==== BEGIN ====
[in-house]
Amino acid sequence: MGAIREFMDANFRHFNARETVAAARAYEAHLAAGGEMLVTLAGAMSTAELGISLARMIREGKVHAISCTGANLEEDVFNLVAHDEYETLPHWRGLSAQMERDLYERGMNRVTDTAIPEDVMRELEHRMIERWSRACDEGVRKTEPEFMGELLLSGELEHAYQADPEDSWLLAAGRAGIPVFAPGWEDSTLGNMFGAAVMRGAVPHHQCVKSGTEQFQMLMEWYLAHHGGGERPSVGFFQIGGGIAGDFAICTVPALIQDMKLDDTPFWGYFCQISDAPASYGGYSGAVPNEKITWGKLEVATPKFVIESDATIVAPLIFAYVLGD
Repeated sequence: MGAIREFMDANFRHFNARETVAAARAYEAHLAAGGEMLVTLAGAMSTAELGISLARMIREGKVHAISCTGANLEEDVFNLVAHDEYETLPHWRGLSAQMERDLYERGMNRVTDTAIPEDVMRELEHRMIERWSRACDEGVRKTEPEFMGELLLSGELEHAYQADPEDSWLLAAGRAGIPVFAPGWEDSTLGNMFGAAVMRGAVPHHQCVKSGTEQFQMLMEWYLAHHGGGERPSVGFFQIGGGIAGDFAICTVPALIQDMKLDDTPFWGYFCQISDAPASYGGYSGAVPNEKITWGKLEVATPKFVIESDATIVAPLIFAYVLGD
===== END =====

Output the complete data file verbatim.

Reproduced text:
[in-house]
Amino acid sequence: MGAIREFMDANFRHFNARETVAAARAYEAHLAAGGEMLVTLAGAMSTAELGISLARMIREGKVHAISCTGANLEEDVFNLVAHDEYETLPHWRGLSAQMERDLYERGMNRVTDTAIPEDVMRELEHRMIERWSRACDEGVRKTEPEFMGELLLSGELEHAYQADPEDSWLLAAGRAGIPVFAPGWEDSTLGNMFGAAVMRGAVPHHQCVKSGTEQFQMLMEWYLAHHGGGERPSVGFFQIGGGIAGDFAICTVPALIQDMKLDDTPFWGYFCQISDAPASYGGYSGAVPNEKITWGKLEVATPKFVIESDATIVAPLIFAYVLGD
Repeated sequence: MGAIREFMDANFRHFNARETVAAARAYEAHLAAGGEMLVTLAGAMSTAELGISLARMIREGKVHAISCTGANLEEDVFNLVAHDEYETLPHWRGLSAQMERDLYERGMNRVTDTAIPEDVMRELEHRMIERWSRACDEGVRKTEPEFMGELLLSGELEHAYQADPEDSWLLAAGRAGIPVFAPGWEDSTLGNMFGAAVMRGAVPHHQCVKSGTEQFQMLMEWYLAHHGGGERPSVGFFQIGGGIAGDFAICTVPALIQDMKLDDTPFWGYFCQISDAPASYGGYSGAVPNEKITWGKLEVATPKFVIESDATIVAPLIFAYVLGD